Morgan was not the easiest father in the world. My nephew, Joshua Reiss, once remarked when he was quite young, that there were two kinds of grandparents: hard and easy. When Rosina asked him which she and Morgan were, Josh responded—and without hesitation, I might add— “hard grandparents.”
But, the older Morgan got—or perhaps the older I got— the easier he became. And, looking back at his childhood, his “hardness” stands to reason. He came from a hard generation.
Raised by a single-parent father in Depression-era Albina— a neighborhood known for its immigrant street-toughs— my father grew up on the hardscrabble streets of Portland. He pulled himself up, learned how to survive, educated himself through the public library system, and was lucky enough to meet people who encouraged him to succeed. Morgan worked odd jobs through grade school and high school, making ends meet in a household that— in his words— “was so hard, I really don’t know how we did it.”
I think he was tough because he knew “the worst of hard times” and he wanted better for his children. He did not want to see us squander any opportunity. And, in later years he was a wonderfully caring father to his grown children.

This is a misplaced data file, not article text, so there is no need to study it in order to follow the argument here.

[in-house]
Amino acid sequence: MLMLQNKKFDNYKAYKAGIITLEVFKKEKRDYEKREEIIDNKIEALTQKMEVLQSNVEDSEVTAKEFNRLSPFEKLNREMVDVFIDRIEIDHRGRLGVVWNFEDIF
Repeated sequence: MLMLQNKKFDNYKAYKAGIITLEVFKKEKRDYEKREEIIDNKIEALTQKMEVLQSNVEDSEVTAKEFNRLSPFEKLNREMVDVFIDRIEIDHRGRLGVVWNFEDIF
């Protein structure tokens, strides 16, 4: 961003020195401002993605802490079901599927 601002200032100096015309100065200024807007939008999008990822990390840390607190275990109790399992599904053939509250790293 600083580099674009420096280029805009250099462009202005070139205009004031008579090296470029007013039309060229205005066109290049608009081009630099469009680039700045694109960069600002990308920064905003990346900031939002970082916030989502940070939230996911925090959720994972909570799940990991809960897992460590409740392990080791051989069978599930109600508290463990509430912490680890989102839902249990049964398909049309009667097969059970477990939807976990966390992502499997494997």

He taught all of us so much, I thought I’d talk a bit about what I learned from him.
Morgan, as any who knew him, had an acerbic sense of humor, but for many years that was lost on us as children. He would offer up withering comments about “The Laws of Physics” when one of us burned our mouth on a baked potato or something. But I have to tell you, the concept of latent heat has stayed with me over the years. He often made wry comments about when we grew up and had our own children. He said he planned to drop by and laugh at us. But, in fact, when any of us had difficulties when our children were growing, he offered his sincerest sympathies.
His cynicism and sardonic wit stayed with him until the very end. In his final year—and living in a memory unit in McMinnville—he dryly observed to Rosina, “There are a lot of really crazy people in this place.”
In my mid-thirties I dated a man, who, after I’d quoted Dad for the umpteenth time, asked me, “Was your father a personal friend of Mark Twain?” Of course he wasn’t, but I think they would have enjoyed each other.
He was also a practical teacher.
As a very young child he taught me how to shear a sheep. And how, if the sheep dies from fright (or perhaps old age), you can finish the job to at least salvage something from the incident.
He certainly taught all of us not to smart off in the back seat of the car. All my siblings have memories of his lightening-quick arm whipping around in a broad arc. Anyone not experienced enough to duck got a blow to the head. Those of us who survived tittered helplessly behind our hands.